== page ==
Inside the Eagles: Asomugha questions Eagles' late defensive strategy

Posted: October 17, 2012

Andy Reid's intent on Monday, after Nnamdi Asomugha openly questioned some of Juan Castillo's play-calling, was clear.

The Eagles coach could not let his defensive coordinator be second-guessed, even if Asomugha made some perfectly reasonable points, and even if the facts don't entirely back up Reid's claims.

Reid, however, gave Castillo a less-than-enthusiastic endorsement when he was asked Monday if the coordinator would continue to call plays when the Eagles return from the bye.

"That's the way I'm looking at it right now," Reid said. "That's the way I'm looking at it as I stand right here."

At this point in his 14-year tenure, Reid handles all delicate subjects with the same in-the-present response. So it's difficult to glean much from his response.

The Eagles are 3-3 after Sunday's 26-23 overtime loss to the Lions. Something has to change and, well, it might as well be handing the defensive coordinator responsibilities to Todd Bowles.

But a coordinator switch on the defensive side of the ball - and it should be noted, the same could be suggested on offense, special teams, and where the buck stops - may only solve so much.

Right now, the defense's most pressing issue is the lack of pressure. While that would fall under the command of most coordinators, Castillo isn't your typical coordinator. He does not control Jim Washburn's renegade batch of defensive linemen.

What Castillo can do is help the front four with blitzing. The problem with that is that he doesn't seem to have players in the back seven who can pass-rush effectively.

Asomugha contended after the game that the Eagles blitzed too much late in the contest.

The Eagles blitzed only two times during the Lions' first 12 series. For some reason during Detroit's game-tying drive before the end of regulation and during its game-winning drive in overtime, Castillo blitzed three times.

"There wasn't a great change of scheme on what we did in the first three quarters," Reid said, directly contradicting Asomugha. "It wasn't that we blitzed more or had unsuccessful blitzes. We blitzed throughout the game."

Castillo was criticized for not blitzing enough down the stretch in last week's loss in Pittsburgh. Perhaps the late-game strategy against Detroit was his response. Linebacker DeMeco Ryans came on the first blitz, but he did not penetrate the backfield. Still, Lions quarterback Matthew Stafford threw an incomplete pass.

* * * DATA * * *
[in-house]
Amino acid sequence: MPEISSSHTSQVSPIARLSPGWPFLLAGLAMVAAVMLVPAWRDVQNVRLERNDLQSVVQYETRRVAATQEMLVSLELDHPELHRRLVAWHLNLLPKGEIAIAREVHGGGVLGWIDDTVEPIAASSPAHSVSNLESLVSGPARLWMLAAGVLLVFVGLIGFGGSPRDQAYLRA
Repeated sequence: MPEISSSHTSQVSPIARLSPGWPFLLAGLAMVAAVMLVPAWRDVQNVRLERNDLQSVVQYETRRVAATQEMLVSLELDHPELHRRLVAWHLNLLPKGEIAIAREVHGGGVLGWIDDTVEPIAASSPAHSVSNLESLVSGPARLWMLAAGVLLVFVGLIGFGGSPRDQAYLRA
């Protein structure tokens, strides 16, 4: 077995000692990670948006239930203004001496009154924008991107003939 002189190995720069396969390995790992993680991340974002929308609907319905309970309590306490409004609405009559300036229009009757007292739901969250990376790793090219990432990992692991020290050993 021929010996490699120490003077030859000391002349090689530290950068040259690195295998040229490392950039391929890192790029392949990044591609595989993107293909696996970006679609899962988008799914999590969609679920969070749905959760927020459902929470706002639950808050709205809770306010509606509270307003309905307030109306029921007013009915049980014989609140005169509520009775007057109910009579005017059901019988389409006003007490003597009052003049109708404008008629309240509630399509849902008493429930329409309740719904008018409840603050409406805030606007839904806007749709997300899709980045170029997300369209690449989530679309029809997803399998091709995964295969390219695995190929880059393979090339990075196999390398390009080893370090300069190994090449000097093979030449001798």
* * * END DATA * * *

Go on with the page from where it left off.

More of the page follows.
A play later, Ryans and linebacker Mychal Kendricks blitzed. Stafford, though, got the ball out quick to wide receiver Calvin Johnson for a 17-yard completion. In the overtime, Castillo sent safety Kurt Coleman on a blitz, but Stafford still had plenty of time and connected with Johnson for another 17-yard gain.

Johnson lined up in the slot on both occasions and each time cornerback Dominique Rodgers-Cromartie was on him. The Eagles game plan was to use a combination of Asomugha and Rodgers-Cromartie to cover Johnson with safety help.

"I was on him most of the game," Asomugha told reporters. "I think when we got to the fourth quarter, there was a lot more trying to give him a different look."

For three quarters, the Eagles held Johnson to one catch for 28 yards. On the Lions' first drive of the fourth quarter, the receiver caught a 37-yard pass over Asomugha and in front of Coleman. From that point onward, Johnson did his damage against a variety of players and coverages.

"It wasn't that we played more zone, less zone, or different zones," Reid said. "It wasn't that we didn't continue to double 81 even though he made a couple of plays in the fourth quarter when he was doubled."

While it is true that the blitzes didn't do much damage, as Asomugha contended, the plays that really cost the Eagles occurred in their dime defense. The Eagles, ahead by 23-13 with 5 minutes, 18 seconds left, went with six defensive backs because the Lions had tight end Tony Scheffler on the field as a fourth receiver.

Brandon Hughes drew Scheffler. On the third play of the series, Stafford had lots of time and was able to roll out of the pocket because defensive tackle Cullen Jenkins lost his footing and knocked over an-already-teetering Jason Babin.Hughes ran with Scheffler off the line. He was supposed to have safety help deep. But the extra time Stafford had out of the pocket made Hughes look back at the quarterback and lose his man. The safety - Colt Anderson, in only because Nate Allen left with a hamstring strain - bit on the scramble.

"He should never have been outside to start with," Reid said. "We had a couple of guys fall down inside and he got outside, extended the play."

The Eagles remained in the dime package, but Hughes ended up on Nate Burleson three plays later. The receiver ran a wheel route out of the backfield and Hughes was late to react. Burleson got behind him and Stafford floated a perfect pass that was caught for a 17-yard touchdown.

Hughes gave up a first-down catch a series later but was yanked as the Eagles went back to their nickel defense. Sheffler later beat cornerback Curtis Marsh for a 16-yard gain in overtime.

While it has become commonplace to pin the faults of the defense on Castillo, many receive blame for Sunday's disaster. If Castillo can be faulted for anything, it would appear to be the plays in which Rodgers-Cromartie ended up on Johnson in the slot.

Contact Jeff McLane at Follow @Jeff_McLane on Twitter.

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